Establishing and Enforcing Child Support Orders Across State & International Lines
Our global economy has resulted in more mobility. It’s not uncommon for parents of minor children to accept job opportunities not just in another state, but in another country. Besides the challenges that long-distance parenting brings, what about child support issues and enforcement when the paying parent moves away?
Certainly a parent may conclude he or she needs a “fresh start” in another state, but a parent could also decide to move out of state for the express purpose of evading his/her Massachusetts support obligations. The decision of a parent to move across state lines often prompts unique legal challenges and procedural hurdles in the area of child support. Interstate child support cases pose legal questions such as which state has proper jurisdiction to establish, modify or enforce court orders. It’s always advisable to see the assistance of a trusted Massachusetts child support attorney.
Historically state law has governed child support issues. However, the U.S. Congress recognized the need for a uniform child support system throughout the nation. Congress drafted the Uniform Reciprocal Enforcement of Support Act (URESA) which evolved after amendments and modifications into the current Uniform Interstate Family Support Act (UIFSA).
All 50 states have now enacted a version of the Uniform Interstate Family Support Act (UIFSA). UIFSA sets forth guidelines to determine the proper jurisdiction for a child support case and governs which state’s child support laws should apply. As you can probably tell, trying to figure this out on your own is a little overwhelming.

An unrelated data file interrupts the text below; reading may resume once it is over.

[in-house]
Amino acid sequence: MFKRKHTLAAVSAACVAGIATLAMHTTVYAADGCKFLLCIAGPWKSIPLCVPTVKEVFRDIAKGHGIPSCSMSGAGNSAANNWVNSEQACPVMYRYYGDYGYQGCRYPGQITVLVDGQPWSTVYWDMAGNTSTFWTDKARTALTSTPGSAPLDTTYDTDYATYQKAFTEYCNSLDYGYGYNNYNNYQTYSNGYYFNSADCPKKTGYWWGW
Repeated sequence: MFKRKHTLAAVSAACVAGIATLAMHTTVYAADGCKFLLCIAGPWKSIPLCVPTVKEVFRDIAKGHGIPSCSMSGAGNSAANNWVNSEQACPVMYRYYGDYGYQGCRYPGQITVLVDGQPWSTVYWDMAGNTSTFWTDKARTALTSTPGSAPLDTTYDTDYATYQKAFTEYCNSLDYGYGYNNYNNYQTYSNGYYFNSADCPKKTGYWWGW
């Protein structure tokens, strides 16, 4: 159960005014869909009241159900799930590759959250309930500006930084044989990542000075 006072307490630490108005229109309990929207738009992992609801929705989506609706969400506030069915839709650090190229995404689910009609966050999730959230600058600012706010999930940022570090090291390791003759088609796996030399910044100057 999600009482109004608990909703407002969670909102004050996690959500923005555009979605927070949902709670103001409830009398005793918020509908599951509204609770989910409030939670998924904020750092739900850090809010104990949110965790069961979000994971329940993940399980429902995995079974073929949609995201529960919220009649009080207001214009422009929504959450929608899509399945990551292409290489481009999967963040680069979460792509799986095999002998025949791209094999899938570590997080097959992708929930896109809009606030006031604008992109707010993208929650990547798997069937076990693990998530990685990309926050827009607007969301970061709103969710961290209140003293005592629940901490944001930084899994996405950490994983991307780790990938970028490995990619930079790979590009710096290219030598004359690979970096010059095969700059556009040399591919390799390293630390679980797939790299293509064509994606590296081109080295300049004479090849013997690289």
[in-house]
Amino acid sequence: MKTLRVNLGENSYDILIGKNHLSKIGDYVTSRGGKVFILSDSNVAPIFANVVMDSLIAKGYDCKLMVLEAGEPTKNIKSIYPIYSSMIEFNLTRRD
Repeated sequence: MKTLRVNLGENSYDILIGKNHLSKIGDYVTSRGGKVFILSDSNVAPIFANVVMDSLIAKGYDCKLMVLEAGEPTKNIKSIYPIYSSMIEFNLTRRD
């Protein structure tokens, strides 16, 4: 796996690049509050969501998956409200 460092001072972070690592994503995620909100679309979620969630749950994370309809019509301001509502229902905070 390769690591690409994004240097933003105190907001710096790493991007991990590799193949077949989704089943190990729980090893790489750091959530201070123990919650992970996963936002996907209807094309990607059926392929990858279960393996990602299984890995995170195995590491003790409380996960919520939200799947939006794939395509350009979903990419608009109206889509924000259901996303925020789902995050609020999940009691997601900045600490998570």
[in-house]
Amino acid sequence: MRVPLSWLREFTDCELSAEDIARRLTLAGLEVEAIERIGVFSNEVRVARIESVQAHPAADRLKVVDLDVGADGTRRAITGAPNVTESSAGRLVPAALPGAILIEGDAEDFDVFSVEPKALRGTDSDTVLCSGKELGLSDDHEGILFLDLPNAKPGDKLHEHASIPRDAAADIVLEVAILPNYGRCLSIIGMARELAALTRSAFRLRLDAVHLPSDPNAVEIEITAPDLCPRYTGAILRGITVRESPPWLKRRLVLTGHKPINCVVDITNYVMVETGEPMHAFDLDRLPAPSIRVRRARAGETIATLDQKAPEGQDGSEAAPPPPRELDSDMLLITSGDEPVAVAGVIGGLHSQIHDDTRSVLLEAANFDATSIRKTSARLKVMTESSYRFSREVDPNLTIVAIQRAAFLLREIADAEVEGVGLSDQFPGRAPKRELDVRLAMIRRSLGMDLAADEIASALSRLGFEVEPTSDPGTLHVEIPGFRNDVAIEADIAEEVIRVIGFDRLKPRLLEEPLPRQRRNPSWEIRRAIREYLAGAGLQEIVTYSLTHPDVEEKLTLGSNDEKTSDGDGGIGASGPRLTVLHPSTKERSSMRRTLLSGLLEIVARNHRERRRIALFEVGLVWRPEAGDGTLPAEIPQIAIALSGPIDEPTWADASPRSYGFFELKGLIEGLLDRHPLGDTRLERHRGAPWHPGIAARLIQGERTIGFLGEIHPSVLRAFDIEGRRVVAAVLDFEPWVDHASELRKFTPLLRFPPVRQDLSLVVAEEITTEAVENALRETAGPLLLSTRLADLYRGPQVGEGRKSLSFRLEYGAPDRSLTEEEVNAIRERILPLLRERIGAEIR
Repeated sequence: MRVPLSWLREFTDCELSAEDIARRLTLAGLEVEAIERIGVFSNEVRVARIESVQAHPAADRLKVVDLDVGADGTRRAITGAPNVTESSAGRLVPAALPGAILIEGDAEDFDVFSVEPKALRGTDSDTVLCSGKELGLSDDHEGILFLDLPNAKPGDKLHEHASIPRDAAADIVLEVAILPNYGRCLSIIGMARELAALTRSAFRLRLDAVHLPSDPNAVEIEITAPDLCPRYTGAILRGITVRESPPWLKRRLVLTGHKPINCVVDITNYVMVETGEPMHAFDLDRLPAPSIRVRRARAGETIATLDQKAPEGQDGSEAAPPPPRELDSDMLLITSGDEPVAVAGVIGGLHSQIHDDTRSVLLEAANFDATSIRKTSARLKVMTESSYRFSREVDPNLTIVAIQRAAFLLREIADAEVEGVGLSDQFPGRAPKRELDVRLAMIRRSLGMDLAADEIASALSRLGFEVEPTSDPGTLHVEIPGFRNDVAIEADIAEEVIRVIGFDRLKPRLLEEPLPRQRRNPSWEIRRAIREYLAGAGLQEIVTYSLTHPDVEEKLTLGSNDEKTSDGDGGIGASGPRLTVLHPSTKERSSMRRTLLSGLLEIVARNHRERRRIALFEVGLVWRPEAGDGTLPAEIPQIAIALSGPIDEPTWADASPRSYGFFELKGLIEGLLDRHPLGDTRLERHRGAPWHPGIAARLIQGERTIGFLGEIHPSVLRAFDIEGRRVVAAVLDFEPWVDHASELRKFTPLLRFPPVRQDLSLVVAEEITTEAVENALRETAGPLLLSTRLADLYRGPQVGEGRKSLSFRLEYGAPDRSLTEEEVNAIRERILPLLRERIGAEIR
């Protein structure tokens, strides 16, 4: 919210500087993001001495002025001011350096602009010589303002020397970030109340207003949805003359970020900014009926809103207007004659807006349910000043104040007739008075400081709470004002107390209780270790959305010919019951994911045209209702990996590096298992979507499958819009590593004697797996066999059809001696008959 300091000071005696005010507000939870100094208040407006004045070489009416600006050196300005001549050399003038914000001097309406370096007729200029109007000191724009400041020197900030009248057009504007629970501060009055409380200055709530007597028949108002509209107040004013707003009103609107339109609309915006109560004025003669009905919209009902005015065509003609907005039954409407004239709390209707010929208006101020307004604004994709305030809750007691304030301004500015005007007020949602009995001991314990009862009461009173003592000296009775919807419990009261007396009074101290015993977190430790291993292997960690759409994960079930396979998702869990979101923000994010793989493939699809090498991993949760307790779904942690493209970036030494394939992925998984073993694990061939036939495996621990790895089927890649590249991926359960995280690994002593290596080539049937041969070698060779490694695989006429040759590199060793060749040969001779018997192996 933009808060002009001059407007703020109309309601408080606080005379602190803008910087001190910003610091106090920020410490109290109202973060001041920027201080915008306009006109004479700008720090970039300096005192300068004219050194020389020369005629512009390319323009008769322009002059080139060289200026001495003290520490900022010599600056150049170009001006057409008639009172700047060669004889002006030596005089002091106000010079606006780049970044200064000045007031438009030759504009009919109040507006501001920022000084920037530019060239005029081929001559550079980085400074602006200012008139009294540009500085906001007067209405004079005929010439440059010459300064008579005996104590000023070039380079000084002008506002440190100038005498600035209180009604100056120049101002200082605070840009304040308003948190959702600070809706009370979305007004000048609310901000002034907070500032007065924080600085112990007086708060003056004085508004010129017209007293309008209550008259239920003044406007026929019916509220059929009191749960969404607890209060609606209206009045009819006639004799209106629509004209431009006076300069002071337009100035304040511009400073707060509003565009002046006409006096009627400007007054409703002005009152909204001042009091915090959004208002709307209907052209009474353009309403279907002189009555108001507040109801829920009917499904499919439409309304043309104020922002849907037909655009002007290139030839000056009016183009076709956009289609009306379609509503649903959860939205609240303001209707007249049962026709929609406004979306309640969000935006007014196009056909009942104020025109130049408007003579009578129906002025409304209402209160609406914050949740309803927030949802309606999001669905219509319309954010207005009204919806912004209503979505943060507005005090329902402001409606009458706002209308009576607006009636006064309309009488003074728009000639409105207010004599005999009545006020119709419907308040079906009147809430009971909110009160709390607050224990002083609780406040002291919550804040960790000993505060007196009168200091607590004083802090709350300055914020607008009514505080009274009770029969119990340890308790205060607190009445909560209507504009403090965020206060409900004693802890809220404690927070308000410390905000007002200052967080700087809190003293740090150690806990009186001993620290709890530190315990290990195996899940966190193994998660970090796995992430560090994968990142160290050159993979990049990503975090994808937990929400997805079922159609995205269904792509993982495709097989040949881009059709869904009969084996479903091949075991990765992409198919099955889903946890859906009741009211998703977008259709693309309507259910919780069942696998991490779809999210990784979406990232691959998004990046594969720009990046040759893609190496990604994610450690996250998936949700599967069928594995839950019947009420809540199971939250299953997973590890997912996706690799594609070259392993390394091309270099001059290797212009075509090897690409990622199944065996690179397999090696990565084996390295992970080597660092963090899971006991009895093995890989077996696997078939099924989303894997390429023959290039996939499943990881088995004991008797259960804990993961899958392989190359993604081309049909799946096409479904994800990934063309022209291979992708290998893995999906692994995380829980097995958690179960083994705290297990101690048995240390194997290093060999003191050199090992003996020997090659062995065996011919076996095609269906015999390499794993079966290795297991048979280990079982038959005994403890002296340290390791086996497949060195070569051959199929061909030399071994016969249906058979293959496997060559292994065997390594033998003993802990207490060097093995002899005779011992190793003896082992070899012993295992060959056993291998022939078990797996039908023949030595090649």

UIFSA sets forth uniform procedures to either establish or enforce a support order against a parent who resides in another state. A parent can either use the services of their state child support agency or retain a private attorney. An attorney can help the process move forward in an expedited and efficient fashion and ensure your rights are protected. Jurisdictional issues can be complicated so it’s strongly advised to retain an attorney who is knowledgeable with interstate child support laws.
At The Divorce Collaborative LLC, we have experience in these matters. If you need assistance, please call (877) 842-1199.
The interstate case starts with the transmittal of a “UIFSA Petition” to the state court that has proper jurisdiction of the matter. The petition will specifically state whether the petitioner (or plaintiff) is seeking the establishment, modification or enforcement of a child support order against the respondent (or defendant). The petition will also include basic information about the parties and the child(ren) subject to the action. The petition will include a section titled “General Testimony.” The general testimony is signed by the petitioner and usually contains detailed financial data and background information or affidavits about the case.
Interstate petitions that are sent to other states for enforcement purposes will contain a certified copy of the court order the petitioner is seeking to enforce and a detailed statement setting forth the amount of child support the respondent or defendant owes.
If a child’s paternity has not been established, a UIFSA petition can also be an effective tool to establish a child’s paternity as well as establish a child support order for the child.
Frequently Asked Interstate Child Support Case Questions
Question 1: After our divorce, my Ex-Husband moved to another state and now earns more money. Can I ask a Massachusetts court to increase the child support order or do I have to file a modification in the state where he now resides?
Answer: Massachusetts still retains jurisdiction, therefore you can file a modification here. The state that originally enters a child support order retains Continuing Exclusive Jurisdiction (CEJ) over the child support order so long as one of the parties still resides in state. The purpose of this law is to assure that there is one order at a time and prohibits multiple states from entering numerous child support orders.